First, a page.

The Champions League for Europe's elite youth players
With UEFA’s Financial Fair Play legislation coming into effect in 2014, clubs are under more pressure than ever before to produce more players from their own youth academies rather than splashing out £25 million on the world’s next best thing - apart from Chelsea of course.
For many years now clubs have participated in youth and reserve leagues at a domestic level, but it was suggested that clubs from around Europe should play each other so that youth players can experience continental competition before making the step up to senior level.
A UEFA U21 Champions League was mooted but never materialised. However, TV producer Justin Andrews and Brentford FC director Mark Warburton had the idea of the NextGen Series - a competition for Europe's top clubs expressly for players under the age of 19.
Backing from investors was found and soon some big teams had signed up. Trial games were held in November 2010 and the series was born.
After its successful debut season last year, ESPN moved to secure the TV rights of the competition for the next three years and have already showed various games including Barcelona’s 2-0 win over Tottenham.
Who's in it?
In the 2011/12 campaign, just 16 teams took part in the NextGen Series, which included the famed youth academies of Liverpool, Celtic, Barcelona and Sporting Lisbon. However, that figure has now grown to 24 for the 2012/13 competition, and could hit 32 by 2014.
The major additions to this season’s tournament are of course Champions League winners Chelsea.
The Blues are hell-bent on producing a world-class array of talent in their luxurious academy in Cobham, and with FFP set to hit the West London club rather hard, they need to start producing some first-team worthy starlets sharpish.
Also taking part is the world-renowned youth side of Arsenal, who possess arguably one of the finest academies in the world and finally have a competition in which to show it off.
Paris Saint-Germain, the club whose reputation has sky-rocketed since being taken over by Qatari investors, also seem keen to nurture their talented youngsters by entering the competition.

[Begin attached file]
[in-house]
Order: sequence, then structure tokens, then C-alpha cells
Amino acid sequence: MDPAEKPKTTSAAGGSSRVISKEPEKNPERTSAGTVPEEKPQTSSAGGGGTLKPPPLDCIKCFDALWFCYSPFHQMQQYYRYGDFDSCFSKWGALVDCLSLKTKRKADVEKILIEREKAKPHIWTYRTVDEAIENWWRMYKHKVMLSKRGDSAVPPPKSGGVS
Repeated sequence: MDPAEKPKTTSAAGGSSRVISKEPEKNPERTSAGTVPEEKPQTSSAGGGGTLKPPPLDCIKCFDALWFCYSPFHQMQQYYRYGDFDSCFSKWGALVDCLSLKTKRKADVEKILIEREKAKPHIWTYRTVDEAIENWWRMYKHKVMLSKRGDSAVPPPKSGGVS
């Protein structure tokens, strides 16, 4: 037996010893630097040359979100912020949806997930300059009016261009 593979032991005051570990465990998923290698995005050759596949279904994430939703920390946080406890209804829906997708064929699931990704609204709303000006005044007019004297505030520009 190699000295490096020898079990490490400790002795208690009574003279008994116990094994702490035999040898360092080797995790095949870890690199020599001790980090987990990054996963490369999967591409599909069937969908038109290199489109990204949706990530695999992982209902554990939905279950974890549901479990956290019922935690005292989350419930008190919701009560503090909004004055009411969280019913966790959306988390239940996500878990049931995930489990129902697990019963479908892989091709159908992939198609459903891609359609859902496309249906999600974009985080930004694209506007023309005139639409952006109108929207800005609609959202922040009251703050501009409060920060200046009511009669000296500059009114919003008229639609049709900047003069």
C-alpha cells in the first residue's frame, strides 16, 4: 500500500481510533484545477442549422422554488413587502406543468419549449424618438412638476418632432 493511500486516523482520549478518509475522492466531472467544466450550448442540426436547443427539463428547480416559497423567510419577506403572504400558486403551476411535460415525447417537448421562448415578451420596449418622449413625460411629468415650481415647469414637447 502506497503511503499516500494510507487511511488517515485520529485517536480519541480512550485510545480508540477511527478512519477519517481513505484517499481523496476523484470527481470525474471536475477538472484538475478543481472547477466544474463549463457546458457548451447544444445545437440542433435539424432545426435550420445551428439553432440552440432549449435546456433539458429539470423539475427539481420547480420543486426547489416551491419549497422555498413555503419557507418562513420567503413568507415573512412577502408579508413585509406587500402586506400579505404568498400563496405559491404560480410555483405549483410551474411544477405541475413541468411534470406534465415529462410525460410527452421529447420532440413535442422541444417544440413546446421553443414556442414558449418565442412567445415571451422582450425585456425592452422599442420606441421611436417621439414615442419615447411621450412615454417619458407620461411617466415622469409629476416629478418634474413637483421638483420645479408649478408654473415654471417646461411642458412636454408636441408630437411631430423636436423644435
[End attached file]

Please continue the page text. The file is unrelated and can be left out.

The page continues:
Bundesliga champions Borussia Dortmund, who have in recent years produced the likes of Nuri Sahin and Mario Gotze from their youth set-up, have opted to hop on the bandwagon, as have Serie A giants Juventus.
Joining Barcelona from the Spain corner are Europa League finalists Athletic Bilbao, who are a remarkable success in La Liga despite using only Basque-born players.
Other new entries are Russian side CSKA Moscow, Belgian outfit Anderlecht and Greek champions Olympiakos.
How does it work?
The format of the competition is identical to the UEFA Champions League. Games are played in midweek, with the clubs all playing domestic matches on a Saturday.
The dates may be different as NextGen teams such as Tottenham sometimes play their matches at White Hart Lane, when the senior club is involved in the Europa League.
There are six groups each containing four teams. The amount of groups has increased this year to allow the expansion of the competition.
Here are all 24 teams in their respective groups:
Barcelona, Tottenham, Anderlecht, Wolfsburg
Manchester City, Juventus, Paris Saint-Germain, Fenerbahce
Chelsea, Ajax, Molde, CSKA Moscow
Aston Villa, Celtic, PSV Eindhoven, Sporting CP
Borussia Dortmund, Internazionale (holders), Liverpool, Rosenberg
Arsenal, Athletic Bilbao, Olympique Marseille, Olympiakos